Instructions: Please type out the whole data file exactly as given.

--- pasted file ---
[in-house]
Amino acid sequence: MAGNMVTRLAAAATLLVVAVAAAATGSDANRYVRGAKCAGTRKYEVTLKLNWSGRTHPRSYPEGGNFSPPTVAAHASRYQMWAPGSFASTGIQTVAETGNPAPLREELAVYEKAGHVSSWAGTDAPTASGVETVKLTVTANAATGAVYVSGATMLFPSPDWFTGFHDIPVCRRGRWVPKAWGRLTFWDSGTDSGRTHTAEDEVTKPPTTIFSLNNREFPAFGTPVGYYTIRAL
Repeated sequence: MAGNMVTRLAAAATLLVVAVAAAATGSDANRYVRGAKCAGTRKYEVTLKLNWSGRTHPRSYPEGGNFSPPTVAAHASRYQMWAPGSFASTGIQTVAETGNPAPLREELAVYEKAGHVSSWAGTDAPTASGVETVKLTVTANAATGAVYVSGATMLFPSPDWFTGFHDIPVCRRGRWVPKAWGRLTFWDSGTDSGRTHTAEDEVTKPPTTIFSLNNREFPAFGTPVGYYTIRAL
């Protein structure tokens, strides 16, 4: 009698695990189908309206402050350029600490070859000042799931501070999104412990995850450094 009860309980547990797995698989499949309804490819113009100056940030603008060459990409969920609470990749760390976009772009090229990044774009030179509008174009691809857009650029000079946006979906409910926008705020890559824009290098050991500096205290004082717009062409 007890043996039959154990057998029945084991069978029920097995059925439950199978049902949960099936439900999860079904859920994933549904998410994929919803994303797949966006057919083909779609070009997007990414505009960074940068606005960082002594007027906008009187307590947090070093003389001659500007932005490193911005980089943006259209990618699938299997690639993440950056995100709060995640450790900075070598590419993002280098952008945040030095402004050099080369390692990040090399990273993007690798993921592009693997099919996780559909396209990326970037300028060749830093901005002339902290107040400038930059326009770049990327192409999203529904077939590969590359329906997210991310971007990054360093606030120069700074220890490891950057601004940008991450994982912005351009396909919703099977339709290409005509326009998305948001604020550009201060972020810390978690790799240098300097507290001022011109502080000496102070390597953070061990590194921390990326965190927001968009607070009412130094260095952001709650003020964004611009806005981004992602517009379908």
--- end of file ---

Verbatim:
[in-house]
Amino acid sequence: MAGNMVTRLAAAATLLVVAVAAAATGSDANRYVRGAKCAGTRKYEVTLKLNWSGRTHPRSYPEGGNFSPPTVAAHASRYQMWAPGSFASTGIQTVAETGNPAPLREELAVYEKAGHVSSWAGTDAPTASGVETVKLTVTANAATGAVYVSGATMLFPSPDWFTGFHDIPVCRRGRWVPKAWGRLTFWDSGTDSGRTHTAEDEVTKPPTTIFSLNNREFPAFGTPVGYYTIRAL
Repeated sequence: MAGNMVTRLAAAATLLVVAVAAAATGSDANRYVRGAKCAGTRKYEVTLKLNWSGRTHPRSYPEGGNFSPPTVAAHASRYQMWAPGSFASTGIQTVAETGNPAPLREELAVYEKAGHVSSWAGTDAPTASGVETVKLTVTANAATGAVYVSGATMLFPSPDWFTGFHDIPVCRRGRWVPKAWGRLTFWDSGTDSGRTHTAEDEVTKPPTTIFSLNNREFPAFGTPVGYYTIRAL
């Protein structure tokens, strides 16, 4: 009698695990189908309206402050350029600490070859000042799931501070999104412990995850450094 009860309980547990797995698989499949309804490819113009100056940030603008060459990409969920609470990749760390976009772009090229990044774009030179509008174009691809857009650029000079946006979906409910926008705020890559824009290098050991500096205290004082717009062409 007890043996039959154990057998029945084991069978029920097995059925439950199978049902949960099936439900999860079904859920994933549904998410994929919803994303797949966006057919083909779609070009997007990414505009960074940068606005960082002594007027906008009187307590947090070093003389001659500007932005490193911005980089943006259209990618699938299997690639993440950056995100709060995640450790900075070598590419993002280098952008945040030095402004050099080369390692990040090399990273993007690798993921592009693997099919996780559909396209990326970037300028060749830093901005002339902290107040400038930059326009770049990327192409999203529904077939590969590359329906997210991310971007990054360093606030120069700074220890490891950057601004940008991450994982912005351009396909919703099977339709290409005509326009998305948001604020550009201060972020810390978690790799240098300097507290001022011109502080000496102070390597953070061990590194921390990326965190927001968009607070009412130094260095952001709650003020964004611009806005981004992602517009379908």